Monday, February 15, 2016

Airstrikes hit hospitals in northern Syria

MSF says at least seven killed after hit on makeshift clinic in Idlib province, while activists say 10 have died in strike in Azaz

The Guardian


Airstrikes have hit hospitals in two locations in northern Syria – marking the latest in a series of attacks on medical facilities and workers in the five-year civil war.
Médecins Sans Frontières said seven people were killed when a facility it supports in Maaret al-Numan, Idlib province, was hit four times in two separate raids. Mego Terzian, MSF’s France president, told Reuters he thought that either Russia or Syrian government forces were responsible. Both have been engaged in an unrelenting aerial bombardment in Idlib.
The hospital, which has 54 staff and 30 beds, is financed by the medical charity, which also supplies medicine and equipment.
The destruction of the hospital leaves the local population of about 40,000 people without access to medical services in an active zone of conflict,” said Massimiliano Rebaudengo, MSF’s head of mission in Syria.

In separate incident, Syrian opposition activists said a missile struck a children’s hospital in the rebel-held town of Azaz, near the Turkish border, killing 10 and wounding more than 30. The Turkish prime minister, Ahmet Davutoğlu, said a Russian ballistic missile had hit the town. Ankara shelled Kurdish positions near Azaz over the weekend.

Moscow’s intense airstrike campaign has helped Assad score his most significant advances since the beginning of the war, threatening to upend a “cessation of hostilities” deal agreed by major powers in Munich last week.
The Russian prime minister, Dmitry Medvedev, issued a blanket denial over the weekend that his country was targeting civilians and civilian facilities in Syria, but several attacks on health centres have been documented since Russia’s intervention. In the first month of the campaign launched last October, NGOPhysicians for Human Rights documented seven Russian attacks on medical facilities in Syria.
On Sunday, Riad Hijab, the head of the opposition’s high negotiations committee and a former Syrian prime minister, reiterated the opposition’s demand that airstrikes are halted and sieges around the country lifted, adding that Assad must leave for peace in Syria to take hold.
“Every day, hundreds of Syrians die from airstrikes and artillery bombardment, poison gas, cluster bombs, torture, starvation, cold and drowning,” said Hijab, speaking in Munich. “The Syrian people continue to live in terror and in utter despair after the international community failed to prevent even the gravest violations committed against them.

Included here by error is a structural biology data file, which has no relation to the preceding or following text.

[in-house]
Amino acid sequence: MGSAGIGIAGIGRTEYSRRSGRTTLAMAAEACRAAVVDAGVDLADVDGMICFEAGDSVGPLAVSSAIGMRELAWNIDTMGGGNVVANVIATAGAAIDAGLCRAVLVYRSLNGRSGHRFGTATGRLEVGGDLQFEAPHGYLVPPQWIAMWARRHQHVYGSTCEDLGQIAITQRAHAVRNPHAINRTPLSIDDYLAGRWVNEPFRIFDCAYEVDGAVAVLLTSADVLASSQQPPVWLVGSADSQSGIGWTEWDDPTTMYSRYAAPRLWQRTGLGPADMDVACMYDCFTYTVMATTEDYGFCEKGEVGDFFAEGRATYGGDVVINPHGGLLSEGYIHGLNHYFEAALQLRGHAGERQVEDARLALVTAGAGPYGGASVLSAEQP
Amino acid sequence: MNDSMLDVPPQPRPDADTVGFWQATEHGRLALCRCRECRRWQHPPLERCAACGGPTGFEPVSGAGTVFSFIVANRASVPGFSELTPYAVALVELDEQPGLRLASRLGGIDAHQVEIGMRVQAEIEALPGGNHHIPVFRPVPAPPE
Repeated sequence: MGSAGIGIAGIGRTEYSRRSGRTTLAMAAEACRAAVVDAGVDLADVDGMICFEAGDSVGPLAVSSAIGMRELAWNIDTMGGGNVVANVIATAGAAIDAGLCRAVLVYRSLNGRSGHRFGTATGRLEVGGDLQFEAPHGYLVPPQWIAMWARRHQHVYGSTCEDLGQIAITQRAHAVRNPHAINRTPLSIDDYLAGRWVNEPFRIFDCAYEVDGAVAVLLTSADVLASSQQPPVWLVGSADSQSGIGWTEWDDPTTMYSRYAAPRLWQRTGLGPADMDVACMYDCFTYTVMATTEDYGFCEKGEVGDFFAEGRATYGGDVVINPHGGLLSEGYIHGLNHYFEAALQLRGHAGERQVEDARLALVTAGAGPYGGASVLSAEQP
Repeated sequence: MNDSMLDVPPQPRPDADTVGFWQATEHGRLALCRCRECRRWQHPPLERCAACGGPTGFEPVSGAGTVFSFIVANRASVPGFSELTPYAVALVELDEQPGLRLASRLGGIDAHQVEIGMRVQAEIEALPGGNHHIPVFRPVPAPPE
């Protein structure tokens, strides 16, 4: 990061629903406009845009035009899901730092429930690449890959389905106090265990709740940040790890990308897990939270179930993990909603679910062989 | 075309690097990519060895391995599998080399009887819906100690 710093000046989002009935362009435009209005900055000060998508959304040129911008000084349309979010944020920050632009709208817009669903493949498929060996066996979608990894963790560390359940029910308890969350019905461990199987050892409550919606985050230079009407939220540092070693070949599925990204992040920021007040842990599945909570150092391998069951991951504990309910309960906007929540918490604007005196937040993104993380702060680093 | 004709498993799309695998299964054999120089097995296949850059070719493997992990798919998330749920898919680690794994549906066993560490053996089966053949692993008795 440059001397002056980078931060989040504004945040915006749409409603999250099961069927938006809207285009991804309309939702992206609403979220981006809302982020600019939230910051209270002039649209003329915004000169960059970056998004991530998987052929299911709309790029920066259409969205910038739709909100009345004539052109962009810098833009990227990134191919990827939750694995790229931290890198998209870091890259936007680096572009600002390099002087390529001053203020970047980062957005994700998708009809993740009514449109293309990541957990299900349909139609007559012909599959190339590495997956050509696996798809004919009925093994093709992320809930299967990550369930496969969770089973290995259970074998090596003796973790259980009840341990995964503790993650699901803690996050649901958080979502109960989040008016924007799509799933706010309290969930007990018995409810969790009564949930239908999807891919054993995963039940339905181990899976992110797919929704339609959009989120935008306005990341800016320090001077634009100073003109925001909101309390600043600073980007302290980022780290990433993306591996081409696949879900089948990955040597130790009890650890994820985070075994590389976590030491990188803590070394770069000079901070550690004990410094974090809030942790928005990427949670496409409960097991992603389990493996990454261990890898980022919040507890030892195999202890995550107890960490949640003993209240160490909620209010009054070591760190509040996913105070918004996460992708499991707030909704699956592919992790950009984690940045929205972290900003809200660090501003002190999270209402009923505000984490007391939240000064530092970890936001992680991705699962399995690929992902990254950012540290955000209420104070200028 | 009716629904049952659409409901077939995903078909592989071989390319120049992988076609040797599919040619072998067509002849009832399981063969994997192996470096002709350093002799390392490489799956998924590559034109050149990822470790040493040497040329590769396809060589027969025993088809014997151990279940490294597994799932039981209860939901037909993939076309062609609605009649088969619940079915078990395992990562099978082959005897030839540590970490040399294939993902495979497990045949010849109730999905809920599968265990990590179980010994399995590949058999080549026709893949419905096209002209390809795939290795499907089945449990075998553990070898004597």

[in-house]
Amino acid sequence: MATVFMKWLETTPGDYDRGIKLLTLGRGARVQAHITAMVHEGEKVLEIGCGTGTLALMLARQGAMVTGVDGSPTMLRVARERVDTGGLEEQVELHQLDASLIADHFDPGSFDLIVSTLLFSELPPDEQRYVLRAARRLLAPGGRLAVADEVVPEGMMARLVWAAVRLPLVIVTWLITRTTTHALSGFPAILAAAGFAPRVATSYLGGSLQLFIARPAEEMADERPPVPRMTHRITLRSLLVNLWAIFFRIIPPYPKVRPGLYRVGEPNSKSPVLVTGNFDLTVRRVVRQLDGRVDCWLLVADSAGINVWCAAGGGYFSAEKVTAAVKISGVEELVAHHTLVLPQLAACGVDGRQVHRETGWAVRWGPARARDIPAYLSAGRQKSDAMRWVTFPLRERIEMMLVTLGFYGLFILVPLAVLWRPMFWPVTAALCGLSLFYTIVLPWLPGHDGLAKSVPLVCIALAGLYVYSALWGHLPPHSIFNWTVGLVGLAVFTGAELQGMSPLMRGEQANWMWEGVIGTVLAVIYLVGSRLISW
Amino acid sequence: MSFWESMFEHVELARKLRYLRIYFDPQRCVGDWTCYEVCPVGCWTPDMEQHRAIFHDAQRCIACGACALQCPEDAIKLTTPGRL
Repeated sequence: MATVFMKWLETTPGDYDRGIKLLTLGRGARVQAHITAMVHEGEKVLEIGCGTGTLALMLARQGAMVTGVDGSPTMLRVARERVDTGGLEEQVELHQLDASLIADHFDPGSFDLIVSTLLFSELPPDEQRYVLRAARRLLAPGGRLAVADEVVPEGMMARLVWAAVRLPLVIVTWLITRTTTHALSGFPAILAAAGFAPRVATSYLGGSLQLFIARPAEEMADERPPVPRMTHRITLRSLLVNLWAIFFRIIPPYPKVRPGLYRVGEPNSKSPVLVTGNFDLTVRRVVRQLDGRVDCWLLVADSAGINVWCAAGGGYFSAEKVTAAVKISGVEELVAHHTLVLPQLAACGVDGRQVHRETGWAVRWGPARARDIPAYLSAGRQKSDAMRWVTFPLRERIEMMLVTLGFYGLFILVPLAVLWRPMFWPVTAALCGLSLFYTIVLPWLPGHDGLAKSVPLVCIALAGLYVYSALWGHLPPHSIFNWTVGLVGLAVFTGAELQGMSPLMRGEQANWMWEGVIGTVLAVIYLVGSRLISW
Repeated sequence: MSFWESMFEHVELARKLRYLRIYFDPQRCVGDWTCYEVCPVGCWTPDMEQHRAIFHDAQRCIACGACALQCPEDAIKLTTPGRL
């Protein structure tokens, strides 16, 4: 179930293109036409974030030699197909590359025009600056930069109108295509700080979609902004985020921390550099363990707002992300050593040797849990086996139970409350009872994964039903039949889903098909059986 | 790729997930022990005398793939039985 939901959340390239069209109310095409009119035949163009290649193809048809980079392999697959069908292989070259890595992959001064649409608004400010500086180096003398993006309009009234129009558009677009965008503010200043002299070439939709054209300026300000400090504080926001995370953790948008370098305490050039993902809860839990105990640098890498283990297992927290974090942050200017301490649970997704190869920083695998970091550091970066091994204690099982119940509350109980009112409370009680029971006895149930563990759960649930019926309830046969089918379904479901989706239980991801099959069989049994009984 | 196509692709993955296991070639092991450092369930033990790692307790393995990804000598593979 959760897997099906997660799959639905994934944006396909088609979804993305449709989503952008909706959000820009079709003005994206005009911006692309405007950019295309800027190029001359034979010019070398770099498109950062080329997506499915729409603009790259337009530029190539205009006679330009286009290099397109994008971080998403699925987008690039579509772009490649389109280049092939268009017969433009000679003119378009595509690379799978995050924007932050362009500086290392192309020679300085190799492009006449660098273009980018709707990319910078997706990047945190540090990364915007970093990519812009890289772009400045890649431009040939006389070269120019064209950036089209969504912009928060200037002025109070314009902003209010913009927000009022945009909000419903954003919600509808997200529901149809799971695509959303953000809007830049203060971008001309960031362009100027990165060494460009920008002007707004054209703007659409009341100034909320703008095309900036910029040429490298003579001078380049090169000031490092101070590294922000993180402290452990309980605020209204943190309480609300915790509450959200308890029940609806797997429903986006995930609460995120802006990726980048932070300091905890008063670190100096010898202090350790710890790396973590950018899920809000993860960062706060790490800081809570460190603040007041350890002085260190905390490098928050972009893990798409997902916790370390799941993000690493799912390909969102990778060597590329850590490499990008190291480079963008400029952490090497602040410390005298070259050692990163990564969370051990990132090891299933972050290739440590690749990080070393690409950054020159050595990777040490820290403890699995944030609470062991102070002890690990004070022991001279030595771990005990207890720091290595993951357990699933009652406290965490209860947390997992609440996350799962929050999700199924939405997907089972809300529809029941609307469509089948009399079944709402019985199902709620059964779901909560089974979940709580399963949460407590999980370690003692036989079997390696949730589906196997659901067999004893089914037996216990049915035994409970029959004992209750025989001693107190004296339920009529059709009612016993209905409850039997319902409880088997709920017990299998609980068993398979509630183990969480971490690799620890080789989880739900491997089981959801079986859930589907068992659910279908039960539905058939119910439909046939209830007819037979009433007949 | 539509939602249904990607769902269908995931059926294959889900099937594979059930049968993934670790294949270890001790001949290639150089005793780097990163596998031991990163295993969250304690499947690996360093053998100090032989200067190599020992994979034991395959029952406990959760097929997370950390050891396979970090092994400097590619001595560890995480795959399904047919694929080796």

“The best approach to put an end to Daesh [Isis] and other extremist groups must start with the removal of the Assad regime.”

Russia resumed airstrikes on Monday in northern Latakia province near the Turkish border, bombing rebel positions to pave the way for a regime advance. The US president, Barack Obama, had urged Russia on Sunday to halt airstrikes against mainstream rebels.
Turkey, which strongly backs anti-Assad rebels, is fighting an insurgency by the Kurdistan Workers’ party (PKK) on its own territory, and has viewed with growing alarm what it sees as Kurdish expansionism in Syria. Ankara says the YPG is simply the Syrian affiliate of the PKK.

People gather around the rubble of a hospital supported by Doctors Without Borders near Maaret al-Numan, in Syria’s northern province of Idlib after the building was hit by suspected Russian air strikes.
 People gather around the rubble of a hospital supported by Doctors Without Borders near Maaret al-Numan, in Syria’s northern province of Idlib after the building was hit by suspected Russian air strikes. Photograph: Ghaith Omran/AFP/Getty Images

Turkey’s defence minister denied that Turkey had sent troops into northern Syria and said it had no intention of doing so, as speculation grows of a possible ground intervention by opponents of the Assad regime.
Saudi Arabia, the United Arab Emirates and Bahrain said last week that they wereready to send small numbers of ground forces into the embattled country as part of the US-led coalition against Isis.

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